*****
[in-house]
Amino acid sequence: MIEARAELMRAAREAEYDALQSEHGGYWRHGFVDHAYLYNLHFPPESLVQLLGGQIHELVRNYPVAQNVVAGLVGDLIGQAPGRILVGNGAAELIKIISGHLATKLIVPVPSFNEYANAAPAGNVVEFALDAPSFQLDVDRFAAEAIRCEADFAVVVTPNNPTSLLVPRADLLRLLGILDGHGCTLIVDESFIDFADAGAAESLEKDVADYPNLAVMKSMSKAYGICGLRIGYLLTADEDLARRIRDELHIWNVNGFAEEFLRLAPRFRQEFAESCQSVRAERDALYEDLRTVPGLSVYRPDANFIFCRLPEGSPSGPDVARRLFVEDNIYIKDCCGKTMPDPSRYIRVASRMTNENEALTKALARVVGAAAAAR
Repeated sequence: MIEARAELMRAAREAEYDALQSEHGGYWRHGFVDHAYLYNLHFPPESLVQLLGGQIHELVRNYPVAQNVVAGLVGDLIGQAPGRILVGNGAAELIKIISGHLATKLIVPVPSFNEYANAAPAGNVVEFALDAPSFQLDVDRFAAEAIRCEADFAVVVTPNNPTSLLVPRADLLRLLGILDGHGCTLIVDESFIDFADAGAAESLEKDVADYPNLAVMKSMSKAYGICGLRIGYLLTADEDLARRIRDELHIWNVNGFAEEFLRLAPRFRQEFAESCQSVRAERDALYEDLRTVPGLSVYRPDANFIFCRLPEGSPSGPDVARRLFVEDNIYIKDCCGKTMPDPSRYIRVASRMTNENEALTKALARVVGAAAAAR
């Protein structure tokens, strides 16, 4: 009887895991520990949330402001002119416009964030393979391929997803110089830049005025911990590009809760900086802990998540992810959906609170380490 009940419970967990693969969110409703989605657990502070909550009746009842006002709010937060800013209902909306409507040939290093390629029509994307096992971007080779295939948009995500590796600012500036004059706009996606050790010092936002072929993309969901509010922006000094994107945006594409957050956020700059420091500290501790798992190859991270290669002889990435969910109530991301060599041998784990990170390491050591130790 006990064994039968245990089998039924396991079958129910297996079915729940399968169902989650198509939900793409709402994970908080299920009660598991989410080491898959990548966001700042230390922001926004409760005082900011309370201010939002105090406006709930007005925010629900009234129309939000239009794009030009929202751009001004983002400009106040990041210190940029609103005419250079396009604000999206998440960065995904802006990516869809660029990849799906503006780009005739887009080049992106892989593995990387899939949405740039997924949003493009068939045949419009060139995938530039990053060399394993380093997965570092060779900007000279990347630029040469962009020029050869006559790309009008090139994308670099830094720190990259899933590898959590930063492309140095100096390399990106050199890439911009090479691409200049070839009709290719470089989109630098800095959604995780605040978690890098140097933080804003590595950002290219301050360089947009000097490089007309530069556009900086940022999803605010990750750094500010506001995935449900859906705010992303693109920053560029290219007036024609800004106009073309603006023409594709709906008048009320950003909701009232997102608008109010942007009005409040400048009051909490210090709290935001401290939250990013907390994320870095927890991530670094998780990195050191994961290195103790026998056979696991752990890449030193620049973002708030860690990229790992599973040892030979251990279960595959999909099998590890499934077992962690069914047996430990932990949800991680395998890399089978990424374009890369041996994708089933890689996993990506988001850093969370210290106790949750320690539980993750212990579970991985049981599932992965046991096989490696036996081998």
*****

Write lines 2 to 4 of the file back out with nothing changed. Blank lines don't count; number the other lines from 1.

Amino acid sequence: MIEARAELMRAAREAEYDALQSEHGGYWRHGFVDHAYLYNLHFPPESLVQLLGGQIHELVRNYPVAQNVVAGLVGDLIGQAPGRILVGNGAAELIKIISGHLATKLIVPVPSFNEYANAAPAGNVVEFALDAPSFQLDVDRFAAEAIRCEADFAVVVTPNNPTSLLVPRADLLRLLGILDGHGCTLIVDESFIDFADAGAAESLEKDVADYPNLAVMKSMSKAYGICGLRIGYLLTADEDLARRIRDELHIWNVNGFAEEFLRLAPRFRQEFAESCQSVRAERDALYEDLRTVPGLSVYRPDANFIFCRLPEGSPSGPDVARRLFVEDNIYIKDCCGKTMPDPSRYIRVASRMTNENEALTKALARVVGAAAAAR
Repeated sequence: MIEARAELMRAAREAEYDALQSEHGGYWRHGFVDHAYLYNLHFPPESLVQLLGGQIHELVRNYPVAQNVVAGLVGDLIGQAPGRILVGNGAAELIKIISGHLATKLIVPVPSFNEYANAAPAGNVVEFALDAPSFQLDVDRFAAEAIRCEADFAVVVTPNNPTSLLVPRADLLRLLGILDGHGCTLIVDESFIDFADAGAAESLEKDVADYPNLAVMKSMSKAYGICGLRIGYLLTADEDLARRIRDELHIWNVNGFAEEFLRLAPRFRQEFAESCQSVRAERDALYEDLRTVPGLSVYRPDANFIFCRLPEGSPSGPDVARRLFVEDNIYIKDCCGKTMPDPSRYIRVASRMTNENEALTKALARVVGAAAAAR
């Protein structure tokens, strides 16, 4: 009887895991520990949330402001002119416009964030393979391929997803110089830049005025911990590009809760900086802990998540992810959906609170380490 009940419970967990693969969110409703989605657990502070909550009746009842006002709010937060800013209902909306409507040939290093390629029509994307096992971007080779295939948009995500590796600012500036004059706009996606050790010092936002072929993309969901509010922006000094994107945006594409957050956020700059420091500290501790798992190859991270290669002889990435969910109530991301060599041998784990990170390491050591130790 006990064994039968245990089998039924396991079958129910297996079915729940399968169902989650198509939900793409709402994970908080299920009660598991989410080491898959990548966001700042230390922001926004409760005082900011309370201010939002105090406006709930007005925010629900009234129309939000239009794009030009929202751009001004983002400009106040990041210190940029609103005419250079396009604000999206998440960065995904802006990516869809660029990849799906503006780009005739887009080049992106892989593995990387899939949405740039997924949003493009068939045949419009060139995938530039990053060399394993380093997965570092060779900007000279990347630029040469962009020029050869006559790309009008090139994308670099830094720190990259899933590898959590930063492309140095100096390399990106050199890439911009090479691409200049070839009709290719470089989109630098800095959604995780605040978690890098140097933080804003590595950002290219301050360089947009000097490089007309530069556009900086940022999803605010990750750094500010506001995935449900859906705010992303693109920053560029290219007036024609800004106009073309603006023409594709709906008048009320950003909701009232997102608008109010942007009005409040400048009051909490210090709290935001401290939250990013907390994320870095927890991530670094998780990195050191994961290195103790026998056979696991752990890449030193620049973002708030860690990229790992599973040892030979251990279960595959999909099998590890499934077992962690069914047996430990932990949800991680395998890399089978990424374009890369041996994708089933890689996993990506988001850093969370210290106790949750320690539980993750212990579970991985049981599932992965046991096989490696036996081998």